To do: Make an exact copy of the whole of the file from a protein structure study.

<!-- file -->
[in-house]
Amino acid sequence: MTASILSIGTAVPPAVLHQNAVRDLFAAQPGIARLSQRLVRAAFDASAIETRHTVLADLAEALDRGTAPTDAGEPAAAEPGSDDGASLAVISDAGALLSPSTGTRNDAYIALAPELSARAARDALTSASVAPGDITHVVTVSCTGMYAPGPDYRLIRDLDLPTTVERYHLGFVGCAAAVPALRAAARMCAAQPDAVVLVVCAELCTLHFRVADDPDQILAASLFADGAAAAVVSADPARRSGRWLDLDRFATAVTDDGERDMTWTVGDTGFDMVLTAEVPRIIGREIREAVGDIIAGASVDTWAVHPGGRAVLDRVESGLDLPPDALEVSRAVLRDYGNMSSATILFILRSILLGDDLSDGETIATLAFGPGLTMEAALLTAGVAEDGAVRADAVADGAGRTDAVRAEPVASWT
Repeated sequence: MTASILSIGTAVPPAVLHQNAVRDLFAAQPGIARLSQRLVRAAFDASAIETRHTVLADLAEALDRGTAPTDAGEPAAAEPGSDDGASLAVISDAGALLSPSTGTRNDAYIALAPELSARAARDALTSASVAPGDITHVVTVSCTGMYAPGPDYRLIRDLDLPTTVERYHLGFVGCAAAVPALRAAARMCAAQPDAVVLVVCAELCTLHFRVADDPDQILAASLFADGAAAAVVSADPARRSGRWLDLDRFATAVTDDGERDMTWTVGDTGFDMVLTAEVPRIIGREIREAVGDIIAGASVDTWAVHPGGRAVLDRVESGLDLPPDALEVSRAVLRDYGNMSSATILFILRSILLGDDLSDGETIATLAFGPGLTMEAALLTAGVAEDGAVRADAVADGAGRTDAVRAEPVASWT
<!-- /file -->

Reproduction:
[in-house]
Amino acid sequence: MTASILSIGTAVPPAVLHQNAVRDLFAAQPGIARLSQRLVRAAFDASAIETRHTVLADLAEALDRGTAPTDAGEPAAAEPGSDDGASLAVISDAGALLSPSTGTRNDAYIALAPELSARAARDALTSASVAPGDITHVVTVSCTGMYAPGPDYRLIRDLDLPTTVERYHLGFVGCAAAVPALRAAARMCAAQPDAVVLVVCAELCTLHFRVADDPDQILAASLFADGAAAAVVSADPARRSGRWLDLDRFATAVTDDGERDMTWTVGDTGFDMVLTAEVPRIIGREIREAVGDIIAGASVDTWAVHPGGRAVLDRVESGLDLPPDALEVSRAVLRDYGNMSSATILFILRSILLGDDLSDGETIATLAFGPGLTMEAALLTAGVAEDGAVRADAVADGAGRTDAVRAEPVASWT
Repeated sequence: MTASILSIGTAVPPAVLHQNAVRDLFAAQPGIARLSQRLVRAAFDASAIETRHTVLADLAEALDRGTAPTDAGEPAAAEPGSDDGASLAVISDAGALLSPSTGTRNDAYIALAPELSARAARDALTSASVAPGDITHVVTVSCTGMYAPGPDYRLIRDLDLPTTVERYHLGFVGCAAAVPALRAAARMCAAQPDAVVLVVCAELCTLHFRVADDPDQILAASLFADGAAAAVVSADPARRSGRWLDLDRFATAVTDDGERDMTWTVGDTGFDMVLTAEVPRIIGREIREAVGDIIAGASVDTWAVHPGGRAVLDRVESGLDLPPDALEVSRAVLRDYGNMSSATILFILRSILLGDDLSDGETIATLAFGPGLTMEAALLTAGVAEDGAVRADAVADGAGRTDAVRAEPVASWT